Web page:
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In an effort to streamline converting one business entity to another, Washington passed Senate Bill 5999 (the corporate entity conversion bill).

In an effort to streamline the process of converting one business entity to another business entity (e.g. converting your LLC into a corporation), Washington legislators recently passed Senate Bill 5999. Sponsored by Senators Pederson, O’Ban, Kline, and Rain, the bill amends Washington’s Limited Liability Company Act and the Business Corporation Act to allow conversions between Washington LLCs, corporations, and limited partnerships. The bill also allows entities formed in another state to convert into Washington LLCs and corporations.

The bill was signed into law by Governor Inslee on March 27, 2014, and will become law in early July 2014. The bill will be incorporated into the Revised Code of Washington, and the updated RCW should be available online as early as July…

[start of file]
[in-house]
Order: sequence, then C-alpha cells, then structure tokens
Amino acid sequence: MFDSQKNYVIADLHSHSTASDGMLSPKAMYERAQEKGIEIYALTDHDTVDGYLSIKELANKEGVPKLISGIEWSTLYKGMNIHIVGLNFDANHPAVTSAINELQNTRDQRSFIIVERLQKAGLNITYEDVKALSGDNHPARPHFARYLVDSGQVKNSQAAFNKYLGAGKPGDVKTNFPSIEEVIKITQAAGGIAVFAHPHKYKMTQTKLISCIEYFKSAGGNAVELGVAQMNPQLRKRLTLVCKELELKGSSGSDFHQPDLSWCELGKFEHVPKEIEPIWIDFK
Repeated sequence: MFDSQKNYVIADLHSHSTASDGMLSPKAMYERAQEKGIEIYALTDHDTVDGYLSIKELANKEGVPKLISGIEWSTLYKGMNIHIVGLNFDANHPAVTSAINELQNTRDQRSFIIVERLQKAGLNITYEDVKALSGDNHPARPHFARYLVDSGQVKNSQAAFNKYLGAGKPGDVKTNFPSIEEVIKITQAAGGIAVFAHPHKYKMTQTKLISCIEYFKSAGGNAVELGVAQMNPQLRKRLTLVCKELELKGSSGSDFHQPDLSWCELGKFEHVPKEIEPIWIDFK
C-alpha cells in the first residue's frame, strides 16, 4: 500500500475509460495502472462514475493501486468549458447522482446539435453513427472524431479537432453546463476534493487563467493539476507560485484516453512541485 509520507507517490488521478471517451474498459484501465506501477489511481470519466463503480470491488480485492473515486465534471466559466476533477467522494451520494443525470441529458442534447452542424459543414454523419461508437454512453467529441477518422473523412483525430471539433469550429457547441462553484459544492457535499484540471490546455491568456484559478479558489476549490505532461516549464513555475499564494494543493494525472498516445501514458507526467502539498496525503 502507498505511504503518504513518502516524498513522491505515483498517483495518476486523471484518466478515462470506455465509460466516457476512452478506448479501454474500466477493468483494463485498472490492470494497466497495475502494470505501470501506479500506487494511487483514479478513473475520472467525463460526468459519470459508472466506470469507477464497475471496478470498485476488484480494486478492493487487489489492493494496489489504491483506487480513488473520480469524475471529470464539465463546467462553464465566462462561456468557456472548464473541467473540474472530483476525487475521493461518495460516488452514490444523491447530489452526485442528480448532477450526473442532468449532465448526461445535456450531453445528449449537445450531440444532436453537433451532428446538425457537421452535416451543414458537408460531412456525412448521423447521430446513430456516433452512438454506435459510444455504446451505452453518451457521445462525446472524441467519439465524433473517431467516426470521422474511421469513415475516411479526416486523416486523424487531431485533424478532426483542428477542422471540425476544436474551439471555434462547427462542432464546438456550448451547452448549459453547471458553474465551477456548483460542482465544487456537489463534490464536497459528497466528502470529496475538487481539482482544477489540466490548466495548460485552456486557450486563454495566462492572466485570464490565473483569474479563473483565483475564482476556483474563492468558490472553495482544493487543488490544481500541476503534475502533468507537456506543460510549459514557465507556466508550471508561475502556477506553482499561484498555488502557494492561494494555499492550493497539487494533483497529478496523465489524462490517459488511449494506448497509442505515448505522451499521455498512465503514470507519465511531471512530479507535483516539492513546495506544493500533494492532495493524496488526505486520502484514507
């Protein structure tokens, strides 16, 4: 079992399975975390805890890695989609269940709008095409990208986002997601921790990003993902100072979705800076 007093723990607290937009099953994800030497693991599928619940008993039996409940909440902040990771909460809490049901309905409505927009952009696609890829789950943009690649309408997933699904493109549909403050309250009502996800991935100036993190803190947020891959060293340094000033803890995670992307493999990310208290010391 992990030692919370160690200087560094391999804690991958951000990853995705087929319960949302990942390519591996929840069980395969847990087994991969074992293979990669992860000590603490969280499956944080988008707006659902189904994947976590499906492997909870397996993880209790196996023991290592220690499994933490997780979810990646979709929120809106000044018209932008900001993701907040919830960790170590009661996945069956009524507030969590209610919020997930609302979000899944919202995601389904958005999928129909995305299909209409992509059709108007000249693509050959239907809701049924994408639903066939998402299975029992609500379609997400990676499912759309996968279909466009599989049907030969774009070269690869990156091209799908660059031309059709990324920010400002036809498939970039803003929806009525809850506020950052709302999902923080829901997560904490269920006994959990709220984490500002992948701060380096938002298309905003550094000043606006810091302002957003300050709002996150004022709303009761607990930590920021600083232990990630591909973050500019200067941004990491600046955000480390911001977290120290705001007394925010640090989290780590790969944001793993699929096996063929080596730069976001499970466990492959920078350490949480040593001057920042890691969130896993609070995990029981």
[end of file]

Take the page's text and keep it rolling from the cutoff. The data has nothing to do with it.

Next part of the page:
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Merging lane

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This post discusses business valuation, including the methods for valuing your business for a sale, merger, acquisition, divorce, or exit.

Entrepreneurs and business owners will generally need to value their business on many occasions during the course of a career. Whether part of a seed investment round, follow-on series investment round, merger or acquisition, partnership or owner dispute, or a partnership or ownership dissolution, you will likely need to fix a value to your business at least once.